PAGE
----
Equation 10 is also multiplied by the conversion factor for Gyr to seconds B

Equation 10 is also multiplied by the conversion

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Equation (10) is also multiplied by the conversion factor for Gyr to seconds (B). Alternatively, the above equation could be rewritten with a reference escape flux that sums the mass flux contributions of H and O atoms (e.g., [ 113 , 114 , 187 ]) . Moreover, infrared coolants, which are not present in any of these simpler models (ibid), would also lower escape rates. Despite the above caveats, this equation is sufficient for the illustrative purposes shown below. If we assume that Venus was in a runaway greenhouse state between t = 1 and 7 Myr and t = 20–50 Myr, according to one model prediction (Figure 4 in Ramirez and Kaltenegger [ 51 ]), Equation (10) predicts that ~3 × 10 23 moles of H 2 (1 Earth ocean contains 7.8 × 10 22 moles of H 2 ) or ~4 Earth oceans could have been lost. In contrast, if Earth was in a runaway greenhouse state, this may have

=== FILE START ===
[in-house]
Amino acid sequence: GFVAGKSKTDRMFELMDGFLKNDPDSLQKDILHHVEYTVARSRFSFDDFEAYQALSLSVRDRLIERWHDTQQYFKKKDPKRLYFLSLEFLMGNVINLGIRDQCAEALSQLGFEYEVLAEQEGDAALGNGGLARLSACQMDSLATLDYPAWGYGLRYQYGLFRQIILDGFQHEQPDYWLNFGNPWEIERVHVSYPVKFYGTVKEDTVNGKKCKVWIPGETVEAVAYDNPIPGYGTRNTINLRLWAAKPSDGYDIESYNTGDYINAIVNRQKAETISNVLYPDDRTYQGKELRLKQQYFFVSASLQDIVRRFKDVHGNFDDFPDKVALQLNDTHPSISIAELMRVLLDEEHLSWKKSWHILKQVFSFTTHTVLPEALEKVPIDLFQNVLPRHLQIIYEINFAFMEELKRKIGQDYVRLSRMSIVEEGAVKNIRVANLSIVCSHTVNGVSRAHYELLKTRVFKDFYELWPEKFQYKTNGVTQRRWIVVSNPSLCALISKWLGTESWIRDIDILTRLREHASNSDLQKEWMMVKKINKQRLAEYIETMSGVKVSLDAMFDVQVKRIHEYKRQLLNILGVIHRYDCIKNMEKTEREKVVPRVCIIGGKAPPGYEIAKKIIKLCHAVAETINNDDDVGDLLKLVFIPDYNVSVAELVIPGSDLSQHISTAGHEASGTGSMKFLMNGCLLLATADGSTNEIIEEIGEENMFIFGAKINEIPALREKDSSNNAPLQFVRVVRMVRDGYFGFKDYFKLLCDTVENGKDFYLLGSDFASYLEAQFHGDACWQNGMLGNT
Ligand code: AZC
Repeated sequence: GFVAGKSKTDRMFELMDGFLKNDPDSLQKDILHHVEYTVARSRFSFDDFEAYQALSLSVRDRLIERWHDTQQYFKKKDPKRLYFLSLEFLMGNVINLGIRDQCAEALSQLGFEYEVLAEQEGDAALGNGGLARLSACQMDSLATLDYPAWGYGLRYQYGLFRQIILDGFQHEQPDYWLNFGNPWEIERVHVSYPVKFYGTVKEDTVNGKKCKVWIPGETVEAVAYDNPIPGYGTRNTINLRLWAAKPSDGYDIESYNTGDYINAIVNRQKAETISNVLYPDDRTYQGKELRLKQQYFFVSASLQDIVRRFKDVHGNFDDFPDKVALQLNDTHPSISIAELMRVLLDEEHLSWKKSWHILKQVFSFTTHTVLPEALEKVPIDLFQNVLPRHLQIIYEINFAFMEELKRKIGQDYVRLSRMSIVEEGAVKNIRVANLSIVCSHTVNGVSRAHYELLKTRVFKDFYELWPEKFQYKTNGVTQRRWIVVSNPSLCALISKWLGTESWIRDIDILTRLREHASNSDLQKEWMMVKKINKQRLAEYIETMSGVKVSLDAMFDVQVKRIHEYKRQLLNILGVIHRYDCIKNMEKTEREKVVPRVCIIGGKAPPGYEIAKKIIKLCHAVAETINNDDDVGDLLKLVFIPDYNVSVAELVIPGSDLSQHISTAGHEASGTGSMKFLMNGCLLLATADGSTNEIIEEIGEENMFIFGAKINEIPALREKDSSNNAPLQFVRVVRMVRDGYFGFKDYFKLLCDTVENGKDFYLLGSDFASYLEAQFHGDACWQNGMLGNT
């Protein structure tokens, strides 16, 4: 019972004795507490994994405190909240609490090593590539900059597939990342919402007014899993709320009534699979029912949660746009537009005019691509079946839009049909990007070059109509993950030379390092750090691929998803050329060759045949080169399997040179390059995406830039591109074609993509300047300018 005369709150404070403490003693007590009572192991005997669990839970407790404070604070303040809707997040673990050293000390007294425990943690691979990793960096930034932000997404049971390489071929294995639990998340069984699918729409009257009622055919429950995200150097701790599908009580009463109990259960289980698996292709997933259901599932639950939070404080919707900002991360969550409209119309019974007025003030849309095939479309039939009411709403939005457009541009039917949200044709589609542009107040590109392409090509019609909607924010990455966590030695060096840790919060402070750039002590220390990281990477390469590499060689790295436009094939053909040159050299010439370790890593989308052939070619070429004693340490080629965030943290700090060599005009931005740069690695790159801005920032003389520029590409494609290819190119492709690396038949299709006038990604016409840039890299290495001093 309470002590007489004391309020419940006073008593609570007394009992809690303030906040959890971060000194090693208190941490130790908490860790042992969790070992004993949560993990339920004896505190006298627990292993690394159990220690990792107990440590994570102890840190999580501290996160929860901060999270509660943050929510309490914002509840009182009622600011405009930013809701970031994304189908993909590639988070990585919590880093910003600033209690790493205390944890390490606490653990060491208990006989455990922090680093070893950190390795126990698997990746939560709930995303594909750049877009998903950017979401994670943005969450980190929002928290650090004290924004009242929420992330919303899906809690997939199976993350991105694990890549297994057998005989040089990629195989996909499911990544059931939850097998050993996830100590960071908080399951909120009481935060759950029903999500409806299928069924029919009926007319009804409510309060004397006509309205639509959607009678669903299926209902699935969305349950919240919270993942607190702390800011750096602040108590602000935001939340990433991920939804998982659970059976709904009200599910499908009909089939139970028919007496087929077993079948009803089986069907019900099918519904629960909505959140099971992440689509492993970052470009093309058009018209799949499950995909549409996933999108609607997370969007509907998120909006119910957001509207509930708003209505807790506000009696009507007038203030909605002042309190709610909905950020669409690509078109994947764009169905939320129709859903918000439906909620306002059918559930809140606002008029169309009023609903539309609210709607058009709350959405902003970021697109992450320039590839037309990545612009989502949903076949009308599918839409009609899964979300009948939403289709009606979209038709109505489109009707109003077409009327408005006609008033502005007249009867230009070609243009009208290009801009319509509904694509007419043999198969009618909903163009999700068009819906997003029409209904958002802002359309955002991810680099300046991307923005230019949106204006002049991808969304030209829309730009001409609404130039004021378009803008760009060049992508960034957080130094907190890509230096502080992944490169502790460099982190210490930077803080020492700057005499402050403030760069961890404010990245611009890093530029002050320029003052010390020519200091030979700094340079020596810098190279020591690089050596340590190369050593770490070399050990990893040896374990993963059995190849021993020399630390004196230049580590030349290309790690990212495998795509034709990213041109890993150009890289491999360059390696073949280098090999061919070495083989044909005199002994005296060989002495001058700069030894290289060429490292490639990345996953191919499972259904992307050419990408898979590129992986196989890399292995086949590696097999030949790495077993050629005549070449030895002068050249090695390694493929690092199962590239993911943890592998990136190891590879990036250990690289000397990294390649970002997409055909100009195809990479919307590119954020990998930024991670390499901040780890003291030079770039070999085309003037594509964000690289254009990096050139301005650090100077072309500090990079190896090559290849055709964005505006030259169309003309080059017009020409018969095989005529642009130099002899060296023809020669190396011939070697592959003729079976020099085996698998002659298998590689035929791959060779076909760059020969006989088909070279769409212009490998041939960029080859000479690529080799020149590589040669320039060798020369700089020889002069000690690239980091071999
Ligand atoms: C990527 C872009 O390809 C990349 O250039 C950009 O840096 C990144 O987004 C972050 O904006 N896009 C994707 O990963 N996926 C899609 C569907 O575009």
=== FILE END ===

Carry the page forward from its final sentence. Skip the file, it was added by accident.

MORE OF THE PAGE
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Geosciences 2018 , 8 , 280 22 of 48 occurred only briefly in the very beginning ( t = 1–2 Myr). Although Earth may have lost ~1 Earth ocean during this time, the Ramirez and Kaltenegger [ 51 ] model predicts that Earth was not in a runaway greenhouse state during the final stages of accretion when most of the water was delivered (e.g., [ 179 ]). In comparison, water losses for planets orbiting pre-main-sequence M-stars will be much higher than those for our solar system because M-star super-luminosity can last hundreds of millions of years to over 2 billion years, which can trigger runaway greenhouse conditions of comparable duration ([ 51 ]; Figures 10 and 11 ). Depending on the model assumptions (e.g., heating efficiency, flux partitioning) and stellar EUV flux parameterization used (e.g., [ 186 , 188 ]), young M-star planets that later settle into the main-sequence HZ can lose up to a few tens to several hundreds of Earth oceans of water (e.g., [ 51 , 114 , 183 , 189 191 ]). Geosciences 2018 , 8 , x FOR PEER REVIEW 22 of 48 Figure 11. The pre-main-sequence habitable zone for an M8. A planet originally located at 0.03 AU undergoes a runaway greenhouse for ~100 Myr before settling near the outer edge of the habitable zone at the start of the main-sequence. Based on work from Ramirez and Kaltenegger [51]. 8.2. The Ultimate Fate of Worlds during the Post-Main-Sequence As main-sequence stars evolve onto the post-main-sequence, stellar luminosity increases by a few orders of magnitude and the habitable zone sweeps outward, the opposite of what occurs during the pre-main-sequence (e.g., [130,131]). For example, our Sun is expected to become up to 3000 times brighter at the end of the red giant branch (RGB) phase as compared with today [131]. For more massive stars, the post-main-sequence luminosity increase is somewhat less, increasing ~1000× for a F1 star from the beginning of the main-sequence to the peak of the RGB (ibid). Stellar EUV fluxes are low during the post-main-sequence so hydrodynamic escape is no longer a major concern during this time [131]. However, post-main-sequence habitability faces other serious challenges. As a star brightens to become a red giant, the star gradually loses its mass, and high stellar winds are emitted, which erode planetary atmospheres throughout the stellar system (e.g., [192,193]).
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